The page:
BLM and the state of the USA’s constitutional protections in Utah

Portland has been my focus, because I was on the ground there (I am now away from the city for a week, but I’ll be back). But Portland isn’t the only place where Black lives don’t matter nearly enough, and it’s certainly not the only place where Black Lives Matter is getting into some good trouble:

Black Lives Matter protesters in Salt Lake City have been accused of splashing paint on a road and smashing the windows of the district attorney’s building at a July protest — and now, the charges they face carry a maximum sentence of life in prison.

Madalena McNeil, the woman who committed the crime of – get this – buying red paint at a store that was later sloshed on a street by a completely different person, is now facing life in prison.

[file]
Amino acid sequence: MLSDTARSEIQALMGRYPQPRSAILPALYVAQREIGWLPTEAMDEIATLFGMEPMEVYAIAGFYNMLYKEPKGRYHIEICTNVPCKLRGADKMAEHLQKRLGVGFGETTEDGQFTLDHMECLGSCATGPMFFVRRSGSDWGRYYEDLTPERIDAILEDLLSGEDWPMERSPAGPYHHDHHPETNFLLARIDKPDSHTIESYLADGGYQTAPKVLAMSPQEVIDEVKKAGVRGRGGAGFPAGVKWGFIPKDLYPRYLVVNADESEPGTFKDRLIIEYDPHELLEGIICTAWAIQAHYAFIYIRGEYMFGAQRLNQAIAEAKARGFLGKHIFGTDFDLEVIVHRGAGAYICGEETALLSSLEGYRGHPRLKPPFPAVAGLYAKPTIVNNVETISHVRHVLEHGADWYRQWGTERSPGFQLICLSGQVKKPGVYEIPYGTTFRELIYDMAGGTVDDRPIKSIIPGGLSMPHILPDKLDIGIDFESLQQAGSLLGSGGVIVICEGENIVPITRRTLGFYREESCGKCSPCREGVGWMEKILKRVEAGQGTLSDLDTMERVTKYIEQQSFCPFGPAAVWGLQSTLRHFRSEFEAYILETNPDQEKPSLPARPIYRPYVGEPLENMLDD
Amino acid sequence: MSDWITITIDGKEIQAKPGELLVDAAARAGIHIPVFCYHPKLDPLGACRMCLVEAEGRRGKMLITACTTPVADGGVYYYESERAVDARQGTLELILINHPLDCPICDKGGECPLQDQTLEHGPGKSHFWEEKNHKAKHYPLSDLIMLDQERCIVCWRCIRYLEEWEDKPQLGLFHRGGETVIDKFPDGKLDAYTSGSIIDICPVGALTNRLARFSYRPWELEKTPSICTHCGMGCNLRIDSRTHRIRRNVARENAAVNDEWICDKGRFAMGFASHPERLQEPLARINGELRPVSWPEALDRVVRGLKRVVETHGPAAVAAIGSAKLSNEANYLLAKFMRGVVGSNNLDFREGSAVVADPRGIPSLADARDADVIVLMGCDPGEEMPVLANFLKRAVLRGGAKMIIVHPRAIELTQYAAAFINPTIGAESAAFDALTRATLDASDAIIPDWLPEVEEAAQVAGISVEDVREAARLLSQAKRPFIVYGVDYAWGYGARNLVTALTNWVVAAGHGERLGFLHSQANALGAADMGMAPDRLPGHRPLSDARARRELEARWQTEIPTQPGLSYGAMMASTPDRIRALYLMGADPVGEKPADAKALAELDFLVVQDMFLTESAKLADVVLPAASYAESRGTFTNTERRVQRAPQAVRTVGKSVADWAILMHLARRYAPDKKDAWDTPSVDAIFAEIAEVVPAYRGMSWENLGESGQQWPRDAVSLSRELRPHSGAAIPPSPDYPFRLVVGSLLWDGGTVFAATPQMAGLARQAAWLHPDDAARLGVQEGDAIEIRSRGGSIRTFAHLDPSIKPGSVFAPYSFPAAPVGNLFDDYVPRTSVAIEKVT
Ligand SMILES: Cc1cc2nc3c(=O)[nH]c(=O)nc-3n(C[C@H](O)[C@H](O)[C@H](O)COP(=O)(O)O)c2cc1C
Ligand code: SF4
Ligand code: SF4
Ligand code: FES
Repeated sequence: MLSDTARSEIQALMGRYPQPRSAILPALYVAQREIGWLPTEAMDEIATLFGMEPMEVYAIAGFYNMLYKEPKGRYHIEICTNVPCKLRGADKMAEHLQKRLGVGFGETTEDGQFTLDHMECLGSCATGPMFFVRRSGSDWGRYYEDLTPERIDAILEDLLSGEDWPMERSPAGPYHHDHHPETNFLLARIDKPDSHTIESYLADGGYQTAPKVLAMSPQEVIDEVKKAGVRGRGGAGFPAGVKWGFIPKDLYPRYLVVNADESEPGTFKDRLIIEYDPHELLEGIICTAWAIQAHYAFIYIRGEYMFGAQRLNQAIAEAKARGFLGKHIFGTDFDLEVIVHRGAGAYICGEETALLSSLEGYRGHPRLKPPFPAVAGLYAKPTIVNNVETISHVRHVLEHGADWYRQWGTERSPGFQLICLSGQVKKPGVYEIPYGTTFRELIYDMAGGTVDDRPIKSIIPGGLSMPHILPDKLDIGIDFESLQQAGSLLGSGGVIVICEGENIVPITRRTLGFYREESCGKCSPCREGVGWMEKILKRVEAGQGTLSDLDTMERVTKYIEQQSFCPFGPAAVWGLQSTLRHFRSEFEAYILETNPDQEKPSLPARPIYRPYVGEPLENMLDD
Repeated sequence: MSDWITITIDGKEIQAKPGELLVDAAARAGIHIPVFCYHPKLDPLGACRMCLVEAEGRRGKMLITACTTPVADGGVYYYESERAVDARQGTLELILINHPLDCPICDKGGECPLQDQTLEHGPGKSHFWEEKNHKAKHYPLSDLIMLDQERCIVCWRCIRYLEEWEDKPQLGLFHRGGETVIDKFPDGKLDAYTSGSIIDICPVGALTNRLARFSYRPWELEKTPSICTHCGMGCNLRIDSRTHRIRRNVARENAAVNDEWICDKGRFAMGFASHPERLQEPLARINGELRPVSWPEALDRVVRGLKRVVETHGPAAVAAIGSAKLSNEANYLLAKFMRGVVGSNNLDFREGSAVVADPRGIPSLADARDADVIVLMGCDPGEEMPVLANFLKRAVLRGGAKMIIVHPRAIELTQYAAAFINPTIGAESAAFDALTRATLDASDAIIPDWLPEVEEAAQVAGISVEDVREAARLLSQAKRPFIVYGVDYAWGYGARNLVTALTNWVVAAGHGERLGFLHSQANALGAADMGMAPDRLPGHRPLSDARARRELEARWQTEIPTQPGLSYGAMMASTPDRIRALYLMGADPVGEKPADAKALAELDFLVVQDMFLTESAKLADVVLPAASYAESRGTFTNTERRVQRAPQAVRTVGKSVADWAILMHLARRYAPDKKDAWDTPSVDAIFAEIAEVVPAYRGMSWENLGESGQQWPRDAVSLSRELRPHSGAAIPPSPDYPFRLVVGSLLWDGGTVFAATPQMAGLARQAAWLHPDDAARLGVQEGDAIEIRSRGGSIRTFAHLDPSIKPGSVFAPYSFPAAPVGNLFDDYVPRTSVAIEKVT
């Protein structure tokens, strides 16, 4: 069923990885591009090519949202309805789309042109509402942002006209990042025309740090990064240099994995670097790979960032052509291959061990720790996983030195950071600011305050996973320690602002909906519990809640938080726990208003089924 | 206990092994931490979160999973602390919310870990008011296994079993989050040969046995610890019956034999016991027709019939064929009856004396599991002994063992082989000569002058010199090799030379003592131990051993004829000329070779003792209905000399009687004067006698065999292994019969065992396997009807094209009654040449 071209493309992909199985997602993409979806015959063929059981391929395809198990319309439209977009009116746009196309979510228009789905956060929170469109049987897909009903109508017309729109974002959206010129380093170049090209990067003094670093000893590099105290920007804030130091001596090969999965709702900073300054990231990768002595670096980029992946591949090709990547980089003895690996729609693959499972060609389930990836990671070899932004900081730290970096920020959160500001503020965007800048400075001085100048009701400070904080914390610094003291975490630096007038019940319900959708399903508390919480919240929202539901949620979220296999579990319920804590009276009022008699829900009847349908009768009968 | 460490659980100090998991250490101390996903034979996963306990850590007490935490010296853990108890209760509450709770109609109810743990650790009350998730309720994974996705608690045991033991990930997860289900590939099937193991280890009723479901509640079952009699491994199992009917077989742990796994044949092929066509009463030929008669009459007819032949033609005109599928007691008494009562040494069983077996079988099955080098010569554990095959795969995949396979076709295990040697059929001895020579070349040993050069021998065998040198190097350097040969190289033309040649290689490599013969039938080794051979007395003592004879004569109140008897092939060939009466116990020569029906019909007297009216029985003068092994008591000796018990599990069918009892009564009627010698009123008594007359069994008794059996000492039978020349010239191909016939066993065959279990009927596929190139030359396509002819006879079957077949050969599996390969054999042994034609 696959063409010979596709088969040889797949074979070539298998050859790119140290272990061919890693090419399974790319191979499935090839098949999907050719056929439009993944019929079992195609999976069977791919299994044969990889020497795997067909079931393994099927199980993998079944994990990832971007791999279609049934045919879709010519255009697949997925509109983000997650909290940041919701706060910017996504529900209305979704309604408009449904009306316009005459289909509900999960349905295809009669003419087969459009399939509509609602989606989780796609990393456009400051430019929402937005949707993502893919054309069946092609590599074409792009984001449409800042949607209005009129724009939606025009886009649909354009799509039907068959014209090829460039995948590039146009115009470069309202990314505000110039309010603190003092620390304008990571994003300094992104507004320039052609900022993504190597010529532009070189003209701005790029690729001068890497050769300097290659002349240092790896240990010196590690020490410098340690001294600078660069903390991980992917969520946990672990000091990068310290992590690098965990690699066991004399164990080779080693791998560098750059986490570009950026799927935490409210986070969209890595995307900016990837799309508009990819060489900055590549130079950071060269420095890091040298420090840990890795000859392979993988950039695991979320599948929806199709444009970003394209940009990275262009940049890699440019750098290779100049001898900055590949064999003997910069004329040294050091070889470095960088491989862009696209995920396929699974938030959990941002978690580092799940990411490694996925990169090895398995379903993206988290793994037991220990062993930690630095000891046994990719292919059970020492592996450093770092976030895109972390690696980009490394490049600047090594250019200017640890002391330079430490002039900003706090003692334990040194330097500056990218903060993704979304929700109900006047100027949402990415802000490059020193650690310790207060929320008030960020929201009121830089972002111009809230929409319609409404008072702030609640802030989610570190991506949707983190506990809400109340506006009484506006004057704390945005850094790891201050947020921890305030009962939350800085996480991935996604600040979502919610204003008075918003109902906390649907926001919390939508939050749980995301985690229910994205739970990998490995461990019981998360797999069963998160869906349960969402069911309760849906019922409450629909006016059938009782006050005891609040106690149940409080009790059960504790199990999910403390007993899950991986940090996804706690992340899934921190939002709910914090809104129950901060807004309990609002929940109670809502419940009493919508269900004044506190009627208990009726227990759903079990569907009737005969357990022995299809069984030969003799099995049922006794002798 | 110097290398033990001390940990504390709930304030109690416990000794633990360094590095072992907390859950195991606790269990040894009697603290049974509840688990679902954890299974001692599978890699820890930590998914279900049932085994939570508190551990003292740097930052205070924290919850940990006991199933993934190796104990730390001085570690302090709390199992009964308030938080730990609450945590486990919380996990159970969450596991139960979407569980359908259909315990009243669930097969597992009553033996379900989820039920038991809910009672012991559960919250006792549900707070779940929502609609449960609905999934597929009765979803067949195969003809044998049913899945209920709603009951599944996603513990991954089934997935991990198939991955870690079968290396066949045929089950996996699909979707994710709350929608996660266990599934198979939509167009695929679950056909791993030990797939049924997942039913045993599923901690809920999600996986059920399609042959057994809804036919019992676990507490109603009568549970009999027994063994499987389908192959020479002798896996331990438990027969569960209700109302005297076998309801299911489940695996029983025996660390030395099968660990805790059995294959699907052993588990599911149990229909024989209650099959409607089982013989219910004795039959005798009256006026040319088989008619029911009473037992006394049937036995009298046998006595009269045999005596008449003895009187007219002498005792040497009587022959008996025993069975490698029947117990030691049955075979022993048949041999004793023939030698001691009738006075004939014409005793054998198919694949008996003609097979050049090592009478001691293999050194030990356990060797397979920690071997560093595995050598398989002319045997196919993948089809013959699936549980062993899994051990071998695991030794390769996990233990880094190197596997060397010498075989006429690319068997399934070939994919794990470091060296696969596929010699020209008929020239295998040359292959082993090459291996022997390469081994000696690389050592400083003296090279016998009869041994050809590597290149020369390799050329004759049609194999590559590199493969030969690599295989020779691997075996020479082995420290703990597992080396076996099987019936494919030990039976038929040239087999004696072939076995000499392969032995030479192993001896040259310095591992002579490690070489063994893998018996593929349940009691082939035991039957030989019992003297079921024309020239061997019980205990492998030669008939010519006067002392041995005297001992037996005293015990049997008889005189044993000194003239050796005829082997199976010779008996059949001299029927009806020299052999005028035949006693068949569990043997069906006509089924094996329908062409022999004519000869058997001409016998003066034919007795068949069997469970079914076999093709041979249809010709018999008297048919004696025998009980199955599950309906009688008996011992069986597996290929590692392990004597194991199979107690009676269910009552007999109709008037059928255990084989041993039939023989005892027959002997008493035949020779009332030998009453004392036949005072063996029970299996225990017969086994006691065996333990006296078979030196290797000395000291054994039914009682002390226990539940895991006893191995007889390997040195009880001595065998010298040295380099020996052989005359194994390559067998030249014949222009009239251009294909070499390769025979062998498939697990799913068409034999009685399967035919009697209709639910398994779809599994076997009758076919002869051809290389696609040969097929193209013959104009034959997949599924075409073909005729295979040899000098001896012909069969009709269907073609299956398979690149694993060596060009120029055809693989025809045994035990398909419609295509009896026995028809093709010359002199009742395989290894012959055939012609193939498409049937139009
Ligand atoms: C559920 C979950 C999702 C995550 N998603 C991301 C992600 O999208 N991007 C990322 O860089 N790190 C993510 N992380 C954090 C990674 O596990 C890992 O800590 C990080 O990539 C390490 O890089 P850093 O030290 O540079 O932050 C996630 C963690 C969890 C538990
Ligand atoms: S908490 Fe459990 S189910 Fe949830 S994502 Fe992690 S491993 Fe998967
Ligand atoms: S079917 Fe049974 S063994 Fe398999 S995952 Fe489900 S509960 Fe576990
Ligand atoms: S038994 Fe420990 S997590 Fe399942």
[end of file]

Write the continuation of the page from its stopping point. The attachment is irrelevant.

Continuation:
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I have questions, Marriott and Enterprise.

Marriott is reportedly housing the violent, lawless federal agents who are acting to diminish democratic rights in the USA even as I type this.

Enterprise is supplying the minivans used to disappear protestors, activists, and possibly even bystanders.

We should not let them profit off such crimes without scrutiny. (Indeed, I would like to make sure that they don’t profit off such crimes at all, but rather pay the normal capitalist penalties for abhorrent behavior: loss of customers and loss of money.

One model letter, written by me and sent to Care@Enterprise.com: